By Hans Ebert
Just as there’s a very thin line between cool and uncool, so there is between hip and unhip. For example, seeing unknown musicians wear shades indoors has always made me cringe. If they’re blind, that’s one thing. If Bob Dylan, definitely. But wearing shades, even if one is very average Hong Kong actor-singer-model Michael Wong, isn’t exactly going to make some unknown or never-been musician be taken seriously.
On this subject, a group out of Singapore had won me over. Their recordings were and are extremely good, they’re a high priority act for their record label, and they even had a name producer credited on one of their records. Let’s just call them The Sleepy Hollows.
Apparently, The Sleepy Hollows were in Hong Kong about a week ago. Fortunately, I missed them as the feedback from friends was that they were arrogant and, basically, full of shit. And this was from them just saying, Hello at a certain venue for some unknown Hong Kong television show.
Knowing the Singapore music industry from my days with Universal Music and that Titanic known as EMI, I decided to go onto YouTube and watch some of their interviews. Gone were the heavily air-brushed photos and kinda clever music videos. In their place were two guys and two girls afflicted with the same disease that has afflicted many musicians out of Singapore- pretentiousness, and just plain corniness. It’s like many of those awful television series that are trotted out of Singapore starting with the first few seasons of Singapore Idol. Good grief! Talk about pretentiousness! Talk about thin skins where criticism of the programme and its judges meant being threatened by the broadcaster Mediacorp that it would ban screening our music videos. Please, girls.
Not they will care, because they seem to have their heads up their asses, but getting back to The Sleepy Hollows from Singapore, the group has lost this fan forever, and one seriously doubts that they will ever “travel” outside of Singapore. They seem destined to be big fish in the Lion City.
Perhaps this corniness- this inability to know hip from unhip- is also what’s afflicting the Hong Kong Canto-pop scene with its Hello Kitty wannabe K-Pop bunnies trying to be hip. And those are just the boys. What works for K-Pop, stays with K-Pop, kids. There’s then the pretentiousness of trying to be what you’re not, especially in that online world, and being an embarrassment to one’s nationality. Rich Chigga? Please.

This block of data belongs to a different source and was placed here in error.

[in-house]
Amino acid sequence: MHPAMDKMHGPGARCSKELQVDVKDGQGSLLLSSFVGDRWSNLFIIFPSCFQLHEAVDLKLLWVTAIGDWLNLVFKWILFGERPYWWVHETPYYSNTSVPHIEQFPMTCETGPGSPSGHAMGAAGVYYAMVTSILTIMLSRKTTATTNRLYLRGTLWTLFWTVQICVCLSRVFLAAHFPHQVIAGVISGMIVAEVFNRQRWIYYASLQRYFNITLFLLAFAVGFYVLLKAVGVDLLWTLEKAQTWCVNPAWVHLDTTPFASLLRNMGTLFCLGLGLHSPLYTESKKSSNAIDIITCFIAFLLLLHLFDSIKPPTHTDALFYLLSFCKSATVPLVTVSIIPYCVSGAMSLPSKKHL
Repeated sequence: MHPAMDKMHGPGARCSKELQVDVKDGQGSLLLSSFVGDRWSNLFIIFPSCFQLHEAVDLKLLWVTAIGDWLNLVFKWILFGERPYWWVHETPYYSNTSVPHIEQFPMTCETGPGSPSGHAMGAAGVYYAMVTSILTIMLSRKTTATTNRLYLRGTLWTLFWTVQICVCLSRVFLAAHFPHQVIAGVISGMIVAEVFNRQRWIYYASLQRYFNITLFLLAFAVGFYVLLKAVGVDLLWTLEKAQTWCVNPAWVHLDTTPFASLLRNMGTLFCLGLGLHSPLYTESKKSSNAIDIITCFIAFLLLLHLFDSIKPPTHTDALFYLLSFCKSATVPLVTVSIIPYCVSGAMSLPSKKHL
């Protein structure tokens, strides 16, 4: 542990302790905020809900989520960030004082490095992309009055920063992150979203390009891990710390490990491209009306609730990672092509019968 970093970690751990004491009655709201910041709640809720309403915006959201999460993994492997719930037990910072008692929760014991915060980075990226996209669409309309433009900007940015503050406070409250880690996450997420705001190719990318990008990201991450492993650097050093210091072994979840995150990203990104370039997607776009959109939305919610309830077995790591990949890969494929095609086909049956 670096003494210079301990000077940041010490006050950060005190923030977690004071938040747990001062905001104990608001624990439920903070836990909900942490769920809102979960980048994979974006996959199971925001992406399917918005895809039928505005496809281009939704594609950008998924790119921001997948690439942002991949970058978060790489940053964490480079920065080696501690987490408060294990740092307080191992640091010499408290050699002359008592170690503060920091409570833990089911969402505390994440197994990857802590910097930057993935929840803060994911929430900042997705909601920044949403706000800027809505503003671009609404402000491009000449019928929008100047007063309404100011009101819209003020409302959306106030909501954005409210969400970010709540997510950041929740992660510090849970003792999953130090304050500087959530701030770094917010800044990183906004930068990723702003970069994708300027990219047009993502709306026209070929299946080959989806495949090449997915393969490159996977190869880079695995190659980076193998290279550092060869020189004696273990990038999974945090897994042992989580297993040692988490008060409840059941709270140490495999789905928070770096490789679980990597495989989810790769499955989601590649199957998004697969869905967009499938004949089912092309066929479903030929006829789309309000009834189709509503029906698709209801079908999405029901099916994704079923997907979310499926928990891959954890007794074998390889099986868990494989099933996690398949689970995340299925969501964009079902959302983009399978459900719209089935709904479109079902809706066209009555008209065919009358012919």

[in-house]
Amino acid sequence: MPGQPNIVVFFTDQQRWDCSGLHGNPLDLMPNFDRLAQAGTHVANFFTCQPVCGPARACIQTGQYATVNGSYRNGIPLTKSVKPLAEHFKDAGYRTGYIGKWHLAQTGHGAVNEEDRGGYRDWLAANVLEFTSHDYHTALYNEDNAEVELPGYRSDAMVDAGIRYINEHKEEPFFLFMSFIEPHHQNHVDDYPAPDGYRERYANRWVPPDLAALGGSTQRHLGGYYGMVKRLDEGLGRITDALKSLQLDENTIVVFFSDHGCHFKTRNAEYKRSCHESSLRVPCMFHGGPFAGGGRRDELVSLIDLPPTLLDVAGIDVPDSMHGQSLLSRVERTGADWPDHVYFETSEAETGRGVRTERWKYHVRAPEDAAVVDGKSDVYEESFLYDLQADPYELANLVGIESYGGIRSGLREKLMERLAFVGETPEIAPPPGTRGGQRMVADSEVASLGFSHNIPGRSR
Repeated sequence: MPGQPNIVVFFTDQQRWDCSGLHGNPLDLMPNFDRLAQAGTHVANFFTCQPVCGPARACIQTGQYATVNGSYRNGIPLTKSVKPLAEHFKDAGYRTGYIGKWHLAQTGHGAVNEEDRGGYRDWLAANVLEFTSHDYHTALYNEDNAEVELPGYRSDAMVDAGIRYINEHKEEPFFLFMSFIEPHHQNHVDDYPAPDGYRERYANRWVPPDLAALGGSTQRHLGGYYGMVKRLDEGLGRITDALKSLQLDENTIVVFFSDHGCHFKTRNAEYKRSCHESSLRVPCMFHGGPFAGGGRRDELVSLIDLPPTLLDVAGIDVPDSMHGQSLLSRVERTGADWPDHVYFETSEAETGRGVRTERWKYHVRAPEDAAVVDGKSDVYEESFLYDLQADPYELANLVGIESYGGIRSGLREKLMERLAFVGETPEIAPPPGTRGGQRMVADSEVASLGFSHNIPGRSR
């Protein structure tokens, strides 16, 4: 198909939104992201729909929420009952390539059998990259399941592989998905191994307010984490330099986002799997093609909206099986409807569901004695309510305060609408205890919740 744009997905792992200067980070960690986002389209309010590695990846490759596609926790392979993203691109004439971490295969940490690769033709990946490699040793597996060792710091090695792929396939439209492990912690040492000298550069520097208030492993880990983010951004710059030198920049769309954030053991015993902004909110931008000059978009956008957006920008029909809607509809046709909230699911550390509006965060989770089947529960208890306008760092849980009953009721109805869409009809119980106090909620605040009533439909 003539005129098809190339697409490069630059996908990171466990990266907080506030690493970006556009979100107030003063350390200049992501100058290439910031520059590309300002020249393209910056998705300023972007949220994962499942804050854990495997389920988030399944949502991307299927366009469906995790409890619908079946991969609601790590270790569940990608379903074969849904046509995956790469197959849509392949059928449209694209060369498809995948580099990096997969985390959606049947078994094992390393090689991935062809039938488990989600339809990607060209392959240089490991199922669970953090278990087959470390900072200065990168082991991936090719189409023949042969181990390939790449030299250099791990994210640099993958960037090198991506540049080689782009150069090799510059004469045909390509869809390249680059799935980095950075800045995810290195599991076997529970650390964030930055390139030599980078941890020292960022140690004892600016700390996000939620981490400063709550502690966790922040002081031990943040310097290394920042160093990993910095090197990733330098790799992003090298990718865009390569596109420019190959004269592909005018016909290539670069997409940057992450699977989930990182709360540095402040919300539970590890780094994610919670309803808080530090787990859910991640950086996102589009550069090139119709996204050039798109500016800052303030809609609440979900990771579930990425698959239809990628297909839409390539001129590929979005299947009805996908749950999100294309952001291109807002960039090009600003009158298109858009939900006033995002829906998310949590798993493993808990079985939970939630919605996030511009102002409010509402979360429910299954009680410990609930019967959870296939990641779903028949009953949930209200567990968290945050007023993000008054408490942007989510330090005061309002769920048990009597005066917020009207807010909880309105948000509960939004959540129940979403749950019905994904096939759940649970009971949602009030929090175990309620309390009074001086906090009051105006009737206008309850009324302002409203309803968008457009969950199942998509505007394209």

On a more global level, speaking to a senior executive with one of the major social media platforms about its future, well, it’s looking rather bleak. For all their supposed “forward thinking”, those musicians thinking that the numbers-driven game that is “social media” is going to somehow catapult their careers, rein it in. With all the cyber bullying going on, and the very negative aspects of ‘live’ streaming, and the alarming ways this is now being used, governments are going to be finally forced into creating some much-needed online laws.
To paraphrase Bob Dylan, sometimes even the President of the United States must stand naked.
The times they are-a-changing again and nothing and no one in that online world are what they seem. Maybe we’re finally getting back to some form of normality and not some delusional world, where alternative reality has hijacked and is masquerading as reality. For those in Hong Kong trying to have a presence on social media, one wonders if they have ever thought that they could be barking up the wrong tree by not looking at what works- and is allowed to work- in Mainland China?
Another thing: Just maybe if recording and publishing rights issues can ever be understood by the parties concerned, the music industry can become a business again without unknown musicians believing depending on the kindness of strangers- and where we might have someone like Jack White making music with Hendrix and Miles and Bowie and Prince.
Right now, it’s a jungle of clutter out there. No one who is not Ed Sheeran, Harry Styles etc really know what to do about seeing any type of return on investment for producing music.
Touring on the back of a record, sync deals, having an original picked up by Beyoncé or Taylor Swift are lovely dreams to have, but how long must wait for these dreams to be realised? And, especially if in Hong Kong, isn’t the future all about heading North and across the border as opposed to heading West where even home grown talent are going nowhere?
We’re living in very strange times. Apart from wondering how Trump ended up in the White House and with his little hands on that red button, the music world is a mess. The return of American Idol won’t help.
With its voting system, its audience, winners handed over to music companies fail time and time again as they’re nothing and going nowhere once their time on television is over.
American Idol and all these television shows that create “internet sensations” are more of this “content” that’s “shared”, where the artist is here today and gone tomorrow.
Longevity, this has always been the present and future for any musician. Maybe, just maybe, apart from those having their last stab at stardom with another dose of déjà-vu, there are those business-oriented musicians who don’t buy into hype, are focused, and armed with strong roller decks to get somewhere other than social media fame. This hardly pays the rent.